Steel is Heavy: Local Vendors vs Online Vendors

With the exception of knife making steels, I don’t buy metals online because I can generally get them a lot cheaper locally without also paying shipping costs. Through the local supplier I tracked down, the base cost of the material is cheaper and they’re a great local business owned by awesome people. While I love the interwebs, a lot of mom and pop businesses still don’t have a web presence and I can hear many of you gasping with disgust now. But like my supplier, many of these businesses get plenty of work selling materials and doing machine/fab work through word of mouth and they don’t need a website. Why add another thing to keep track of when you’re getting tons of business the old fashioned way?

Here’s some things I’ve learned in my quests to find materials for different projects:

For steel and aluminum, obviously check with steel and metal retailers in your area but also try calling a couple machine and fabrication shops and ask them where they get materials. If you’re friendly and polite they’ll probably tell you or in some cases offer to sell you some at a discount since they buy in bulk, which is how I found my supplier. Also, unless you have no other choice, don’t buy steel or aluminum at Lowes Depot as the markup is huge and you’ll pay way more.

For copper sheet, check with roofing outfits. High end roofing companies still offer copper roofing as an option for people with lots of disposable income and many will sell copper sheet to us mere mortals. For copper bar stock, unless you have a local supplier (call and ask!) you’ll probably be stuck getting that online.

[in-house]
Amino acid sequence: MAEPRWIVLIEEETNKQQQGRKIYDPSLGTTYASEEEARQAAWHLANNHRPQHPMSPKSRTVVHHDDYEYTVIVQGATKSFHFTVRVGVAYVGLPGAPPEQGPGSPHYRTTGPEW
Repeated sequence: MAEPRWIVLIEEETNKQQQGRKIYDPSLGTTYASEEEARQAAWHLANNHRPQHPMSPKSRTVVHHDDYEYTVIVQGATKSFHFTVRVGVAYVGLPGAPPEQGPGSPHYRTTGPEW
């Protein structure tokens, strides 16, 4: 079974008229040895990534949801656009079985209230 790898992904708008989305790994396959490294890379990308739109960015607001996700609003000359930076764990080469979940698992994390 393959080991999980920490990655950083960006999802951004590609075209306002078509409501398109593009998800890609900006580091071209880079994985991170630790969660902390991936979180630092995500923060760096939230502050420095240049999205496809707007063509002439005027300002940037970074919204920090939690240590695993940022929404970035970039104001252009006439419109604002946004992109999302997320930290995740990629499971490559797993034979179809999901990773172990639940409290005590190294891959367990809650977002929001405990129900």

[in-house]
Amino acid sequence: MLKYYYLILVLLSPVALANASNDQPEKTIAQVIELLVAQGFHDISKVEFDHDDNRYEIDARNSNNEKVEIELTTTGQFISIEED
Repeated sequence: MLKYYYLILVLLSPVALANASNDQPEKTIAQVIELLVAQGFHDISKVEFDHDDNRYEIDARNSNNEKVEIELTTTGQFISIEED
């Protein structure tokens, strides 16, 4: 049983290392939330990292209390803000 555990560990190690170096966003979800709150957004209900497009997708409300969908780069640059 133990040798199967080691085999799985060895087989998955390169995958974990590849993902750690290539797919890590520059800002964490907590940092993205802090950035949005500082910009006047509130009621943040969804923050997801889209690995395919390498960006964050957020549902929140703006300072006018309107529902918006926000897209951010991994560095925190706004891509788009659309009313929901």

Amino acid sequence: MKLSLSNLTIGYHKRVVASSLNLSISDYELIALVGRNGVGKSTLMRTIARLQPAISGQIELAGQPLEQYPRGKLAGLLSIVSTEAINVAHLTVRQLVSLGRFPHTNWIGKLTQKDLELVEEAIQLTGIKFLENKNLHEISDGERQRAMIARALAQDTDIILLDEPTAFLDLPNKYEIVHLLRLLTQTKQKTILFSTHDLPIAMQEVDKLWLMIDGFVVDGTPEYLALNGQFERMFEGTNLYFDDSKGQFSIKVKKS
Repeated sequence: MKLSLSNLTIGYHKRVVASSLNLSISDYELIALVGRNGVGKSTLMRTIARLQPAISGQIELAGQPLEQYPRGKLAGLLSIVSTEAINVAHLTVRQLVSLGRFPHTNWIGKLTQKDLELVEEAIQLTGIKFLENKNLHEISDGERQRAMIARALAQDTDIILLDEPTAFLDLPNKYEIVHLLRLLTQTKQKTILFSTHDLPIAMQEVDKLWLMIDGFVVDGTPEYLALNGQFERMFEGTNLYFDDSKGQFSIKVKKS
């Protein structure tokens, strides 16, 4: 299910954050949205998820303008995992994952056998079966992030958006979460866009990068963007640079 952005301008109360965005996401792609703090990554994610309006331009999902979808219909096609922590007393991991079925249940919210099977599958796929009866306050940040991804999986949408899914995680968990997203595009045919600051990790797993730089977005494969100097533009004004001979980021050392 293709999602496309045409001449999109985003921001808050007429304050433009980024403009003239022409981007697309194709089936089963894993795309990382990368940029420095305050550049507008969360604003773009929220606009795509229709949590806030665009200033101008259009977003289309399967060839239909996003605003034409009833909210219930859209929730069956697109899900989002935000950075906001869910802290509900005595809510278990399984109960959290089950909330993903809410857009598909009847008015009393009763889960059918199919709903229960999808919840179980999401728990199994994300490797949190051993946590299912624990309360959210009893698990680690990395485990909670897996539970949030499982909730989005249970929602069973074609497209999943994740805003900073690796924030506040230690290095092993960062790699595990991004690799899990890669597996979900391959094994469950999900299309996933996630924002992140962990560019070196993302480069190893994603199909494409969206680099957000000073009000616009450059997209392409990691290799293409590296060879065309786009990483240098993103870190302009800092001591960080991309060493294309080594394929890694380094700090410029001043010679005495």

Don’t be afraid to check with local scrap yards. While many don’t generally stock dimensional steel, aluminum, copper, etc, often they’ll set aside stock pieces that come in and you could find what you need at a decent price.

For wood, obviously you have the big box stores plus any local lumber yards. Also check with your local Restore.

But what if you need a part or shape, yes definitely a part, and you know in your minds eye what you need but lord help you to describe it? Google Image Search is your friend. I usually use image search until I see sorta what I need then use that to find the proper name for whatever widget. Armed with the proper name, it’s simply a matter of narrowing down what incarnation of widget I need and finding a vendor.

That’s all I’ve got for now and I’m working on a useful DIY project that is cheap and uses an unlikely source for the materials that you can building with minimal tools.

Stayed tuned!

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One thought on “Steel is Heavy: Local Vendors vs Online Vendors

  1. […] We’re going to use bed frames, which are basically “angle iron” or steel angle, as a cheap source of materials. If you want you can buy steel angle online, at home stores, or at specialty purveyors of metallurgical goods but with something like this, I wouldn’t. I even wrote an article about why I don’t buy metal online. […]

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